Gulf of Mexico
Shark fishing in the nearshore Gulf has been off the charts. Water depths of 30 to 50 feet have been hot for adult blacktips, big sandbar sharks and some unstoppably big bulls. The spring mackerel run has been mixed with good numbers of Spanish mackerel but as of this writing (around May 1) the king mackerel run has been sporadic. Hopefully this fun fishery will settle in as the month progresses. Fishing on nearshore artificial reefs has been good with mangrove snapper, Spanish mackerel, cobia and the ever-present Goliath grouper keeping things interesting. Permit will be arriving in numbers on these sites this month too. Further offshore, in water starting at about 65 feet deep, mixed bag bottom fishing for red grouper, lane snapper, porgys and other reef fish is good. Amberjack season opened May 1 after a six month closure and these hard-pulling fish are swirling around wrecks and reefs starting in about 75 feet of water.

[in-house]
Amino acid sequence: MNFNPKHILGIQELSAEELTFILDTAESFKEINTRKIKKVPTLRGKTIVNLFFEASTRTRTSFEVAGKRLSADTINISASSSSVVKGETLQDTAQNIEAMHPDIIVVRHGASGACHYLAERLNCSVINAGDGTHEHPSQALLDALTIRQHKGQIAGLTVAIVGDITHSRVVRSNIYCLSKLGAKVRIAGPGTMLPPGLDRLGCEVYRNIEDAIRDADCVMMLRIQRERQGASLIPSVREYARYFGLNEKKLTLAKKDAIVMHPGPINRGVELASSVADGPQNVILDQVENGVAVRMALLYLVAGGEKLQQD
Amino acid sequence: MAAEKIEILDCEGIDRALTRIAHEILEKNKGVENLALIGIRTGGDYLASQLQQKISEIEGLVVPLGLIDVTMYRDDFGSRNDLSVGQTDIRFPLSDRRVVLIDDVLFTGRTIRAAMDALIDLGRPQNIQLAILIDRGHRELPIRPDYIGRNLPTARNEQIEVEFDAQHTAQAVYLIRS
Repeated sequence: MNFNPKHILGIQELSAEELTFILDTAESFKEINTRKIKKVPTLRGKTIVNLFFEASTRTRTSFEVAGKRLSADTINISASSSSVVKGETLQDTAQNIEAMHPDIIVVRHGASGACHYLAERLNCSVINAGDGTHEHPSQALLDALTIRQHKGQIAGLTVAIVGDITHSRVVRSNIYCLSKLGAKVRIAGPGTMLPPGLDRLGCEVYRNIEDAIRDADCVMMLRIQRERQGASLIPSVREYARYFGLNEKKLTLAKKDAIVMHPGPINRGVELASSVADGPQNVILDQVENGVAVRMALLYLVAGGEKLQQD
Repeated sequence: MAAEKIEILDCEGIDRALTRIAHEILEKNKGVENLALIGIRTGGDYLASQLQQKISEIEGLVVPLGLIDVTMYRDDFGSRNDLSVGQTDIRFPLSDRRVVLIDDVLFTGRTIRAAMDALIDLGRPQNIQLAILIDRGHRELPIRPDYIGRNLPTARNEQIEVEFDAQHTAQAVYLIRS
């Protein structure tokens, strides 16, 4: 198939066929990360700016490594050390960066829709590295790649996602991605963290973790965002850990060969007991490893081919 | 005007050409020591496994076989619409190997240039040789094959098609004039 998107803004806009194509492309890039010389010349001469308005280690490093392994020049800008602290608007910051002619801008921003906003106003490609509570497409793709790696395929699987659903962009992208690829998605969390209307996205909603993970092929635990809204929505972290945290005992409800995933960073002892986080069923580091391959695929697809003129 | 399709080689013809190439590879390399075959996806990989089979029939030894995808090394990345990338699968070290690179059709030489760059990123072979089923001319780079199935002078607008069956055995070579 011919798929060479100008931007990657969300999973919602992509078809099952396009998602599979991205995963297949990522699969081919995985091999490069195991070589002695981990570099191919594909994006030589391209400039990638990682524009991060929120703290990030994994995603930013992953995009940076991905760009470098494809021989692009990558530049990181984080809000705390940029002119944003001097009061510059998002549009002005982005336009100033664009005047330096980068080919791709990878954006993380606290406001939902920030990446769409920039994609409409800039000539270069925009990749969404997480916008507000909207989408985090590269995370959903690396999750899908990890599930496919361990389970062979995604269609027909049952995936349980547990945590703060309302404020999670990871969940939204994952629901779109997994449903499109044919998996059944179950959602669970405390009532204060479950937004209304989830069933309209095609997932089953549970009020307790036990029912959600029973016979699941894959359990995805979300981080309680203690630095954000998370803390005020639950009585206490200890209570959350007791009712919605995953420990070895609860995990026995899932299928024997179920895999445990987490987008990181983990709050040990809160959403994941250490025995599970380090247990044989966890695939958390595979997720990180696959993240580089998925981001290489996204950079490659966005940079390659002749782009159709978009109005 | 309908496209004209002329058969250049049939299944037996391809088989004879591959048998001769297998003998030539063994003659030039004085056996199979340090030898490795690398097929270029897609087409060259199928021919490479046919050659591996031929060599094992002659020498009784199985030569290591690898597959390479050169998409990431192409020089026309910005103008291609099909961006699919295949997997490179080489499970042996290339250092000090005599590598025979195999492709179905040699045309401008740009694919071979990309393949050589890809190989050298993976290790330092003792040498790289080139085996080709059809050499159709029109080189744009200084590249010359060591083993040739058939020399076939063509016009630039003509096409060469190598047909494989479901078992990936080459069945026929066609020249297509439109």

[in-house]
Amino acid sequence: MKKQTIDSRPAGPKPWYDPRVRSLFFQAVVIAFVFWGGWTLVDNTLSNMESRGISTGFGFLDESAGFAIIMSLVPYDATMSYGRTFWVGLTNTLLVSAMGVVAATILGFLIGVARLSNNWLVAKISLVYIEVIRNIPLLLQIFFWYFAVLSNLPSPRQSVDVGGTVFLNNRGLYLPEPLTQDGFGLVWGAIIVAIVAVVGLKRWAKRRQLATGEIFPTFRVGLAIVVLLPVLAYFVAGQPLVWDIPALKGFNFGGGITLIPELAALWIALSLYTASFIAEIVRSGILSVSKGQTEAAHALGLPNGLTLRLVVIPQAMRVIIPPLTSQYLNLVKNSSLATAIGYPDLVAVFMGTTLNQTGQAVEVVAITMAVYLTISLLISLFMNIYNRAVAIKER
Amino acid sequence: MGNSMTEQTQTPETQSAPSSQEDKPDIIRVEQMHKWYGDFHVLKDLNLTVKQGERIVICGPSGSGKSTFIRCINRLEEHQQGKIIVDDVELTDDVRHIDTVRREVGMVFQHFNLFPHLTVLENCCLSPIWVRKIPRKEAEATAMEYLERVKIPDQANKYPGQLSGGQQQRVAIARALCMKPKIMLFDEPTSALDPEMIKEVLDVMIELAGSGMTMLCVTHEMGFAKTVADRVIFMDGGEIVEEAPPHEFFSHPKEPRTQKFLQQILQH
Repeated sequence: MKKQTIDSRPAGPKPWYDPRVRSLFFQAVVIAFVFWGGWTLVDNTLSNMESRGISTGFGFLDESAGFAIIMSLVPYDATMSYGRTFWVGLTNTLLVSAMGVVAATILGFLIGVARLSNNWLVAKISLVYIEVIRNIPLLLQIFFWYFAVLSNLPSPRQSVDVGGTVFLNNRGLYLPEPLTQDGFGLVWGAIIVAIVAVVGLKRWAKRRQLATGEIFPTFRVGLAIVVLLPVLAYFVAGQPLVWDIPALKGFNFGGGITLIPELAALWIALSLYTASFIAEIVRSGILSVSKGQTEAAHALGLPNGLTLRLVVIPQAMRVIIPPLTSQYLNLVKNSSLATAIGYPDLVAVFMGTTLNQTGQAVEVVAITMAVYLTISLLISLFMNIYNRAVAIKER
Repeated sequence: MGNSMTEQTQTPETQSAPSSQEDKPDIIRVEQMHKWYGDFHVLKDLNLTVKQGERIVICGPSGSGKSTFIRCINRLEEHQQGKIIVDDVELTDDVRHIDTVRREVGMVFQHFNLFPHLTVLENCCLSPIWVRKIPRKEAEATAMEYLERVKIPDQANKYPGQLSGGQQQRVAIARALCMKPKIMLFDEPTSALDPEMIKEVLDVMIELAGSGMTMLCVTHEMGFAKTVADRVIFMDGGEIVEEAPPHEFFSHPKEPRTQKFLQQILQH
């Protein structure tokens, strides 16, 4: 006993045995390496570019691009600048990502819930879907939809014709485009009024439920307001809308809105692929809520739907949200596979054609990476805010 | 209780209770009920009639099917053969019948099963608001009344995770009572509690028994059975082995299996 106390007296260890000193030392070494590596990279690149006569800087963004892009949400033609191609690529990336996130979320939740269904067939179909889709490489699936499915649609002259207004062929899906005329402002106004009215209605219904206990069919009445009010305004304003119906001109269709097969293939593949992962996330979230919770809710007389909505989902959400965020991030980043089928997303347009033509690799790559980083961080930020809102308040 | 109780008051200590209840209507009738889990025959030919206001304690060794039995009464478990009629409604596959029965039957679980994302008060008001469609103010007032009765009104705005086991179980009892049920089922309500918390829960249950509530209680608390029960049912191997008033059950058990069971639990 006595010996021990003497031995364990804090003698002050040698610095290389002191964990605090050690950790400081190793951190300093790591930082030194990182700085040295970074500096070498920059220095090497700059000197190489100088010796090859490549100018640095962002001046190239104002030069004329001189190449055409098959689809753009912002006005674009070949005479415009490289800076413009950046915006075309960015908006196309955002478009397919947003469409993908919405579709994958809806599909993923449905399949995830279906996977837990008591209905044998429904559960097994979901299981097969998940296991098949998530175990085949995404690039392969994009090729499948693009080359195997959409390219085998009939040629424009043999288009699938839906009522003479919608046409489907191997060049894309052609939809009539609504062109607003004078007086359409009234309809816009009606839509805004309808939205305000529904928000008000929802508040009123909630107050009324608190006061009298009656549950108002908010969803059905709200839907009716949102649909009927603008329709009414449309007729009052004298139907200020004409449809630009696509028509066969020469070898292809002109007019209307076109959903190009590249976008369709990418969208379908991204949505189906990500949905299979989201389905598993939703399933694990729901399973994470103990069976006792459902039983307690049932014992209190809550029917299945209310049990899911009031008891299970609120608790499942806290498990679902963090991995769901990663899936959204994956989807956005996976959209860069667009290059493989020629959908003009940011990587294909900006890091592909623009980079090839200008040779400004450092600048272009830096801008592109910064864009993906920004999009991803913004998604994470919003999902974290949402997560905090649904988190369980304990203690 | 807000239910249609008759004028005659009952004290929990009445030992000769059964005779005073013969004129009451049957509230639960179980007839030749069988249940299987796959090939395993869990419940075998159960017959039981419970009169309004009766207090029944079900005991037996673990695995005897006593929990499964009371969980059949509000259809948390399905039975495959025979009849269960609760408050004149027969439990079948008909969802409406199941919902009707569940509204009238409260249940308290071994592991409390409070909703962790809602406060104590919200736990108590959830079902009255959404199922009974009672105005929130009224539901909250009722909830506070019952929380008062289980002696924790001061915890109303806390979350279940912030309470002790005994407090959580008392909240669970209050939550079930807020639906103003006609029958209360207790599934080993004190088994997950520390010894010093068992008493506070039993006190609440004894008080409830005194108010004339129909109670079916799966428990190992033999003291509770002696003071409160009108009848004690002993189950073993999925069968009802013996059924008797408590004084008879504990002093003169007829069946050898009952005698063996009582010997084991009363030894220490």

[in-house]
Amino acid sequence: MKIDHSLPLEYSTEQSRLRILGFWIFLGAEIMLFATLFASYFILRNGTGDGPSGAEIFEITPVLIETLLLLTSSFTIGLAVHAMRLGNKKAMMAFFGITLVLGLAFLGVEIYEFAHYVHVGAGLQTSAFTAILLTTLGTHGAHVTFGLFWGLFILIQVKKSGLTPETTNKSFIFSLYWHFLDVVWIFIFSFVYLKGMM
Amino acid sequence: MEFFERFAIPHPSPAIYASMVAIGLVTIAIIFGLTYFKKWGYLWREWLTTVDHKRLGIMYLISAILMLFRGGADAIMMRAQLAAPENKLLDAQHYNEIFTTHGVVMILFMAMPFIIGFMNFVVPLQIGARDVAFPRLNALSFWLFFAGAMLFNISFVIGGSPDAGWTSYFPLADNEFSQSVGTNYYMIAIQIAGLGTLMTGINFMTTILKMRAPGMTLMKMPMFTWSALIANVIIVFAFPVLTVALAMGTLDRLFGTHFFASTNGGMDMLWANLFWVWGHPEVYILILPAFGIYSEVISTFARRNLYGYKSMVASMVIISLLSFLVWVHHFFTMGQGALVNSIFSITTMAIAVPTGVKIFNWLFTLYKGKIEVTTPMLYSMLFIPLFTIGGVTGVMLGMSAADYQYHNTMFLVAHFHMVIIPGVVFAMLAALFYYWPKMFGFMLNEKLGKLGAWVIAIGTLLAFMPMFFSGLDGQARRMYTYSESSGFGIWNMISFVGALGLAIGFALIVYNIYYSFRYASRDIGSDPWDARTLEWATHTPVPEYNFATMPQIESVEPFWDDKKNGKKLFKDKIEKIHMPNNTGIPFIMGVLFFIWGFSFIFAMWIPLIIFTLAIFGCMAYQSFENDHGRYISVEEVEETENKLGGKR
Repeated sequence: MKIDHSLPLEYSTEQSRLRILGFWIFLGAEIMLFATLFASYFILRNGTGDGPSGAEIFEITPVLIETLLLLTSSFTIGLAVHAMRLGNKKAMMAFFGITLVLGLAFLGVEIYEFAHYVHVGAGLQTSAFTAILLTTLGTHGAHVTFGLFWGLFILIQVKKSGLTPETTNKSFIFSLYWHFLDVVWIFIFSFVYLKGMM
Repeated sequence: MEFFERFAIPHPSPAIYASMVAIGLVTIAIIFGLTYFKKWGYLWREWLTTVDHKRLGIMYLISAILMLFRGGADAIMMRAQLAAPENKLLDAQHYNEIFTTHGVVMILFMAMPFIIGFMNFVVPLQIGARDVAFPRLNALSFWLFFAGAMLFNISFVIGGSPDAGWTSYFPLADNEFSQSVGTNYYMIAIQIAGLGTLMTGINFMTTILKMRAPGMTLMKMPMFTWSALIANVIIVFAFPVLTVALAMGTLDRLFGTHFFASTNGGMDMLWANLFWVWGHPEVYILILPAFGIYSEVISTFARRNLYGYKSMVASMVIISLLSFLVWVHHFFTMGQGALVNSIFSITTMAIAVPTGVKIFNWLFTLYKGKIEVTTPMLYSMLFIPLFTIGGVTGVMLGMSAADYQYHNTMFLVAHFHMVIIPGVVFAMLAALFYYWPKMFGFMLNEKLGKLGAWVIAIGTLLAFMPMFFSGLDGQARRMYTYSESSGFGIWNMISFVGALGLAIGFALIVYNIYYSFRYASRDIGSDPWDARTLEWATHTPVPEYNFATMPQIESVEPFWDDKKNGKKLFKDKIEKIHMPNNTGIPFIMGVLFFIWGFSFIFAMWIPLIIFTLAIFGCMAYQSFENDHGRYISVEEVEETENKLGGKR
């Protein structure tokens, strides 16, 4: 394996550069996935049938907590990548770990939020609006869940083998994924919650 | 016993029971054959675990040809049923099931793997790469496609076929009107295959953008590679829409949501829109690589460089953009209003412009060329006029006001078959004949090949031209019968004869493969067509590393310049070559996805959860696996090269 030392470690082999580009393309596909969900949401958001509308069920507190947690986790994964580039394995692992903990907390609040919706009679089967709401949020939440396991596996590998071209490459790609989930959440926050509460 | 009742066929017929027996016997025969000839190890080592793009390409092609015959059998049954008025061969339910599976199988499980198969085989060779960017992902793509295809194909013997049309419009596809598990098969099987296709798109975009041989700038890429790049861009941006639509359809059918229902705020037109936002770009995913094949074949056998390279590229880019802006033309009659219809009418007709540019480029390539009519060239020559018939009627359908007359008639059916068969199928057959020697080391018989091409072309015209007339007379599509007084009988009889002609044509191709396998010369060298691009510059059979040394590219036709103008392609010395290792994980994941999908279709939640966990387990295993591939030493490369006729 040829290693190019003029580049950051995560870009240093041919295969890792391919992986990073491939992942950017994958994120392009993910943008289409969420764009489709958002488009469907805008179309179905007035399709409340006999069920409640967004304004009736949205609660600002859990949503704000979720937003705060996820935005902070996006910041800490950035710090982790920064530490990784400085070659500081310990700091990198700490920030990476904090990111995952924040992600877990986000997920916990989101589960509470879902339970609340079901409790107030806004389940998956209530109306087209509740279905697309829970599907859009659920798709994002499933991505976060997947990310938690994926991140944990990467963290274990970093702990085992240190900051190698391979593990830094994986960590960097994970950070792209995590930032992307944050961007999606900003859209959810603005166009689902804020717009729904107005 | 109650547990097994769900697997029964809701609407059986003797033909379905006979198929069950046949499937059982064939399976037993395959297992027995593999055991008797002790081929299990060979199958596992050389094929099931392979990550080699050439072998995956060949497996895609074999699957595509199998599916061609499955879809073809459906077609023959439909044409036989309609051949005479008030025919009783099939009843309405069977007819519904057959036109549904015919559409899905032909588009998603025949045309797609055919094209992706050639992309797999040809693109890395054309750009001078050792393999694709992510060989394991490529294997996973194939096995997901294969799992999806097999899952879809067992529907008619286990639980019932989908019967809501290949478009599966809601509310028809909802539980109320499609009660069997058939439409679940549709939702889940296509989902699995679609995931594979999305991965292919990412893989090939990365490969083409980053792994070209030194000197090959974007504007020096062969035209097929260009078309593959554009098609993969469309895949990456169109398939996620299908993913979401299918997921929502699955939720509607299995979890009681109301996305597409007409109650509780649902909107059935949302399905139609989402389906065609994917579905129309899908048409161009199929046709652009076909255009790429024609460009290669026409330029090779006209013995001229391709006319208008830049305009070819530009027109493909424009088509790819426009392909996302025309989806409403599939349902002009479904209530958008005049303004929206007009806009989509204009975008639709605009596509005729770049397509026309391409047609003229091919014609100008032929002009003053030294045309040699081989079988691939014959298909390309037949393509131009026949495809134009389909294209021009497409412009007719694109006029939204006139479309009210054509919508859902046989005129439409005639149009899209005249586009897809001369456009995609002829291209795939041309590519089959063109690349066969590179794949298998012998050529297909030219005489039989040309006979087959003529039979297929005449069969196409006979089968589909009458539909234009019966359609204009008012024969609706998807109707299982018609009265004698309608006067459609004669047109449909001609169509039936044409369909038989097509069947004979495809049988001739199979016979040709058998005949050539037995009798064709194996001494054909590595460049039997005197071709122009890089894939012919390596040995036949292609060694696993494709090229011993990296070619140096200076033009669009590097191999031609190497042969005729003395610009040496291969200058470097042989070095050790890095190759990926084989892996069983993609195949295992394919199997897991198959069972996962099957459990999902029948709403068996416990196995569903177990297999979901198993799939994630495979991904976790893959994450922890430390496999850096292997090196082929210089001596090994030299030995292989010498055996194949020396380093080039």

May has historically marked the beginning of the SW Florida tarpon season but this year the fishing really started perking up in early April. Boca Grande Pass rightfully gets a ton of attention since it is the center of the tarpon fishing universe, but SW Florida anglers are lucky to be able to find tarpon in many parts of the estuary. It’s also cool that tarpon can be caught in a variety of ways as they are found in the Gulf passes, in the deep holes mid-harbor, under bridges and in the river mouths. Catch-and-release snook fishing heats up in the Spring too and May often offers some of the best snook action of the year as these fish go into a pre-spawn feeding mode. Life is blossoming on the flats all around the estuary so fishing with shrimp over beds of sea grass is a good way to stay busy with a mix of trout, ladyfish, jacks, Spanish mackerel, cobia, bonnethead sharks and possibly a stray bluefish or pompano.